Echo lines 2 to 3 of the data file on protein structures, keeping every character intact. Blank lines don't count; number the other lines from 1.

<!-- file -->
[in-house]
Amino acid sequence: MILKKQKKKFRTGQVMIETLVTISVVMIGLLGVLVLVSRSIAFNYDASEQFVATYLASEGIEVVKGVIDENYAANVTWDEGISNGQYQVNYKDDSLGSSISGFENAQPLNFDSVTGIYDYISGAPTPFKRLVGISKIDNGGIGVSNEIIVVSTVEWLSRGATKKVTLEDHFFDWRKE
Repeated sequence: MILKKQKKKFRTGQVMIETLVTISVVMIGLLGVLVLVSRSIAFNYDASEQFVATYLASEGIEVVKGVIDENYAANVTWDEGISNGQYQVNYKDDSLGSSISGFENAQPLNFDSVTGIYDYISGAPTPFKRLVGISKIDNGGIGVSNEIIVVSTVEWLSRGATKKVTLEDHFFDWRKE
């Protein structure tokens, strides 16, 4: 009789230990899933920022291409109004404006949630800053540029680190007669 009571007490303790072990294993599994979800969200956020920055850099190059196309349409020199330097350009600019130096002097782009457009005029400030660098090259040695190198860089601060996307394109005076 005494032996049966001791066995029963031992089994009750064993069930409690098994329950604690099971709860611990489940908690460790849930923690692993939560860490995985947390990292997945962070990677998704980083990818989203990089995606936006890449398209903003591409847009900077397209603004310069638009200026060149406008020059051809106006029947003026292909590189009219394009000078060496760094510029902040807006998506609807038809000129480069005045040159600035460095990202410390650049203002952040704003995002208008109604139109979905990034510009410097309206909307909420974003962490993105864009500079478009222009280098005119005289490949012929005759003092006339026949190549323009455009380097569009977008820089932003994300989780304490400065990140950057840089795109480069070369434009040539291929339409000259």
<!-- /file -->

Amino acid sequence: MILKKQKKKFRTGQVMIETLVTISVVMIGLLGVLVLVSRSIAFNYDASEQFVATYLASEGIEVVKGVIDENYAANVTWDEGISNGQYQVNYKDDSLGSSISGFENAQPLNFDSVTGIYDYISGAPTPFKRLVGISKIDNGGIGVSNEIIVVSTVEWLSRGATKKVTLEDHFFDWRKE
Repeated sequence: MILKKQKKKFRTGQVMIETLVTISVVMIGLLGVLVLVSRSIAFNYDASEQFVATYLASEGIEVVKGVIDENYAANVTWDEGISNGQYQVNYKDDSLGSSISGFENAQPLNFDSVTGIYDYISGAPTPFKRLVGISKIDNGGIGVSNEIIVVSTVEWLSRGATKKVTLEDHFFDWRKE